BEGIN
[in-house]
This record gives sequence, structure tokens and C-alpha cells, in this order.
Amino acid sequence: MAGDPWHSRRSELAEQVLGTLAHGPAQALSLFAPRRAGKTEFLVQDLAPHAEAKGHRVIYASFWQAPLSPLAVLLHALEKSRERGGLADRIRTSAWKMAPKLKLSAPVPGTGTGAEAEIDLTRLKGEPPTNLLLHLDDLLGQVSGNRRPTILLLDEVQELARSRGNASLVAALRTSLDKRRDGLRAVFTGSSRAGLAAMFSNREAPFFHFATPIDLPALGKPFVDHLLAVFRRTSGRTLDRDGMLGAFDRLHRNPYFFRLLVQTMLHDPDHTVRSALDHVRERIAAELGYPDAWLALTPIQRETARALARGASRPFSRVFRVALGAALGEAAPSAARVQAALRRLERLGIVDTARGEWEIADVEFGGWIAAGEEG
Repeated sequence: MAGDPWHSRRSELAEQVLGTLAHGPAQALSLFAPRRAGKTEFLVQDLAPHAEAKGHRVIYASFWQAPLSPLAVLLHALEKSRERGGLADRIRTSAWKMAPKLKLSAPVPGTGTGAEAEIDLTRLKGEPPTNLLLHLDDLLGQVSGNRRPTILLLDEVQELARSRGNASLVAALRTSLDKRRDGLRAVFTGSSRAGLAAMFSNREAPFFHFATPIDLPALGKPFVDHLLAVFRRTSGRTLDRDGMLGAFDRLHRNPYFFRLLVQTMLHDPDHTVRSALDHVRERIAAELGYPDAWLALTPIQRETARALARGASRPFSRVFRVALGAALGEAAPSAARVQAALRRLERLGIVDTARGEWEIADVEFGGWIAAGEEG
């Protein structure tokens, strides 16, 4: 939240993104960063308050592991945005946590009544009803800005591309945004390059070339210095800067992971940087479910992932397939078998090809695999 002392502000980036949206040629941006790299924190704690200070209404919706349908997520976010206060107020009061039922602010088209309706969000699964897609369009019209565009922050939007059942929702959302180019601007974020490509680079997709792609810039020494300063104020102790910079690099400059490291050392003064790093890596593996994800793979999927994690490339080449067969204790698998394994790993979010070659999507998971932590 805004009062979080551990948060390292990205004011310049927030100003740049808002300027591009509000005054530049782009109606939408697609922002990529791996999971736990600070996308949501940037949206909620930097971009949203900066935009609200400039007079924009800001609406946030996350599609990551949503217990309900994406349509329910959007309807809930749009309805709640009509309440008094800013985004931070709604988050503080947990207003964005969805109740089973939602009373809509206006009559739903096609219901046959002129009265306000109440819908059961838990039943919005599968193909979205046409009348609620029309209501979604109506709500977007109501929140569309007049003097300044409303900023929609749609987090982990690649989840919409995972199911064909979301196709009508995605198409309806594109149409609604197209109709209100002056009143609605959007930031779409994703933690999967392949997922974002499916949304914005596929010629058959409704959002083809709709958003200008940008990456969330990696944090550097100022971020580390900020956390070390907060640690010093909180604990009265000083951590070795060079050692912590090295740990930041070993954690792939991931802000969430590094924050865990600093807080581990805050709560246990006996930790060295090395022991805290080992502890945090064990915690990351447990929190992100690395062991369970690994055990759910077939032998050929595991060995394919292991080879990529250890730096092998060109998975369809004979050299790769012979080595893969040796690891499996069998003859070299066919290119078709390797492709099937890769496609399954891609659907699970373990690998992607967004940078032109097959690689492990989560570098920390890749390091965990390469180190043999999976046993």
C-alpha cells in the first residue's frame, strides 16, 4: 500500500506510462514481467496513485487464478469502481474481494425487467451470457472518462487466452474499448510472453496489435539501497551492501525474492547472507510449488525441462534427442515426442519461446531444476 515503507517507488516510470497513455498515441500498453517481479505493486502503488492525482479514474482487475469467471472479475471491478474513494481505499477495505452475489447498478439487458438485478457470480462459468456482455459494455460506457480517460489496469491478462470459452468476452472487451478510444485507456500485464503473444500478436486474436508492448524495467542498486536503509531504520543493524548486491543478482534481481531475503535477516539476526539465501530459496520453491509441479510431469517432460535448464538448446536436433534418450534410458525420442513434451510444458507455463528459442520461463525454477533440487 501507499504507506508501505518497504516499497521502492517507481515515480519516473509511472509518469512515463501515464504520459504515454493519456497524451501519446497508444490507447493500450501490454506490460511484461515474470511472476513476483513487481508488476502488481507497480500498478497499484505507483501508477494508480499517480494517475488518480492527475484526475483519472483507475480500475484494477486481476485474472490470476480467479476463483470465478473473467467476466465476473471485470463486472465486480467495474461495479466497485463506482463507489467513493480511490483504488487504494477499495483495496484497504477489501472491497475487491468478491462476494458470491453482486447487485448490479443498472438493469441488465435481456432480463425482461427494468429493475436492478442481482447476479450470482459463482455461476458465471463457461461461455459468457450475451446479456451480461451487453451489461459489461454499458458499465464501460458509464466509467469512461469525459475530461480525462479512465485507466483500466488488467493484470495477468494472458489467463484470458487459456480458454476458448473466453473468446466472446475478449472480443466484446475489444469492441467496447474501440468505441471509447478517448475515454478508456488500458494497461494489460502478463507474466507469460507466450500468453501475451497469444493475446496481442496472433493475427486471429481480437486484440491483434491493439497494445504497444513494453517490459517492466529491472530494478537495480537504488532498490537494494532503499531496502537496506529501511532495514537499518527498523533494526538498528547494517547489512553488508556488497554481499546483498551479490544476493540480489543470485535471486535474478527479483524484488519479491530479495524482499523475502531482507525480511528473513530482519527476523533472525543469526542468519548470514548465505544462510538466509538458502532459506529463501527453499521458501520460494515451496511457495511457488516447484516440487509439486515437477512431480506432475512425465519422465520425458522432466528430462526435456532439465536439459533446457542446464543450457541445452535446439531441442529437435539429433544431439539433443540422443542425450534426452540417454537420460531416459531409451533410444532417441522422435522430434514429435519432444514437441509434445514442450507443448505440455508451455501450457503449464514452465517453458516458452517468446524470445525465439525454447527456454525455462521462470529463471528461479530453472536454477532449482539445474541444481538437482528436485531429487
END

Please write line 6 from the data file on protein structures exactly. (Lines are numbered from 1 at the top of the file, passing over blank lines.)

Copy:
C-alpha cells in the first residue's frame, strides 16, 4: 500500500506510462514481467496513485487464478469502481474481494425487467451470457472518462487466452474499448510472453496489435539501497551492501525474492547472507510449488525441462534427442515426442519461446531444476 515503507517507488516510470497513455498515441500498453517481479505493486502503488492525482479514474482487475469467471472479475471491478474513494481505499477495505452475489447498478439487458438485478457470480462459468456482455459494455460506457480517460489496469491478462470459452468476452472487451478510444485507456500485464503473444500478436486474436508492448524495467542498486536503509531504520543493524548486491543478482534481481531475503535477516539476526539465501530459496520453491509441479510431469517432460535448464538448446536436433534418450534410458525420442513434451510444458507455463528459442520461463525454477533440487 501507499504507506508501505518497504516499497521502492517507481515515480519516473509511472509518469512515463501515464504520459504515454493519456497524451501519446497508444490507447493500450501490454506490460511484461515474470511472476513476483513487481508488476502488481507497480500498478497499484505507483501508477494508480499517480494517475488518480492527475484526475483519472483507475480500475484494477486481476485474472490470476480467479476463483470465478473473467467476466465476473471485470463486472465486480467495474461495479466497485463506482463507489467513493480511490483504488487504494477499495483495496484497504477489501472491497475487491468478491462476494458470491453482486447487485448490479443498472438493469441488465435481456432480463425482461427494468429493475436492478442481482447476479450470482459463482455461476458465471463457461461461455459468457450475451446479456451480461451487453451489461459489461454499458458499465464501460458509464466509467469512461469525459475530461480525462479512465485507466483500466488488467493484470495477468494472458489467463484470458487459456480458454476458448473466453473468446466472446475478449472480443466484446475489444469492441467496447474501440468505441471509447478517448475515454478508456488500458494497461494489460502478463507474466507469460507466450500468453501475451497469444493475446496481442496472433493475427486471429481480437486484440491483434491493439497494445504497444513494453517490459517492466529491472530494478537495480537504488532498490537494494532503499531496502537496506529501511532495514537499518527498523533494526538498528547494517547489512553488508556488497554481499546483498551479490544476493540480489543470485535471486535474478527479483524484488519479491530479495524482499523475502531482507525480511528473513530482519527476523533472525543469526542468519548470514548465505544462510538466509538458502532459506529463501527453499521458501520460494515451496511457495511457488516447484516440487509439486515437477512431480506432475512425465519422465520425458522432466528430462526435456532439465536439459533446457542446464543450457541445452535446439531441442529437435539429433544431439539433443540422443542425450534426452540417454537420460531416459531409451533410444532417441522422435522430434514429435519432444514437441509434445514442450507443448505440455508451455501450457503449464514452465517453458516458452517468446524470445525465439525454447527456454525455462521462470529463471528461479530453472536454477532449482539445474541444481538437482528436485531429487